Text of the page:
Women are more likely than men to experience adverse side effects from prescription drugs because drug dosages have been historically based on clinical trials involving male participants, according to new research published in Biology of Sex Differences.
Researchers from the University of California Berkeley and the University of Chicago analyzed data from thousands of medical journal articles to identify a gender gap for 86 FDA-approved medications, including cardiovascular drugs and antidepressants.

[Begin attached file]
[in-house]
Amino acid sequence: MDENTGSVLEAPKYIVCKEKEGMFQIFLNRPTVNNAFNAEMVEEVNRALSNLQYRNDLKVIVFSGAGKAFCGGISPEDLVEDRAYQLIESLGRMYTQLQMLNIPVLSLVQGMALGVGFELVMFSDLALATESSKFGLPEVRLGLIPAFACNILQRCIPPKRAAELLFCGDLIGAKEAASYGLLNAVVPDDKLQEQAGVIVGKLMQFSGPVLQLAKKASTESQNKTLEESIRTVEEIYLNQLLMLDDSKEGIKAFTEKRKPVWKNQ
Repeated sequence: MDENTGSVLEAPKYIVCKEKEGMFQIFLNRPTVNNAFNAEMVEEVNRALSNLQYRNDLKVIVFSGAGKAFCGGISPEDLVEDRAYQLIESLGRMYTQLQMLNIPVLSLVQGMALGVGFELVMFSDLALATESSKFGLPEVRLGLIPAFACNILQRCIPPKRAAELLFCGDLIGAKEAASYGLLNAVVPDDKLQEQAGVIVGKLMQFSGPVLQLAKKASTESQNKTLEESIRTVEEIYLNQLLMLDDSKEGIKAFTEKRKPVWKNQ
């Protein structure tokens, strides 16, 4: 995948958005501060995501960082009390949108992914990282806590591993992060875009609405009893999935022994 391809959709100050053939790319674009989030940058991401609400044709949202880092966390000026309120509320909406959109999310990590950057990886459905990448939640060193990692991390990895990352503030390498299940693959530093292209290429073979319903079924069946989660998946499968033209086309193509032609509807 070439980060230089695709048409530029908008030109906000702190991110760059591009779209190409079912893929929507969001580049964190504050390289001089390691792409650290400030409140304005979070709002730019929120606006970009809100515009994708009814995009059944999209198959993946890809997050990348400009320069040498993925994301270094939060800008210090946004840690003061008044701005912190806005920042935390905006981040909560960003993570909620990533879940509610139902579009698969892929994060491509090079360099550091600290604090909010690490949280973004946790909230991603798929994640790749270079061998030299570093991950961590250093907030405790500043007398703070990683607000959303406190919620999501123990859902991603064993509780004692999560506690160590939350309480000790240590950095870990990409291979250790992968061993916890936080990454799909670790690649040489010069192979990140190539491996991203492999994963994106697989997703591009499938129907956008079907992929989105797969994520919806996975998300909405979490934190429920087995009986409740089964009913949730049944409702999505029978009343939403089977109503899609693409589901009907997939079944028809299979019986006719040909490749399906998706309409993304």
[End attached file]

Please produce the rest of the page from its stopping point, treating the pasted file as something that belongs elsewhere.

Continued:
The researchers asserted that basing prescription dosages on clinical trials conducted on men represents a historic negligence in considering the biological differences between male and female bodies.
The articles that were examined revealed that when women and men were given the same dosages, women had a higher concentration of the drug in their blood and it took longer to leave the body completely. They also showed women faced adverse reactions nearly twice as much as men and experienced worse side effects 90 percent of the time.
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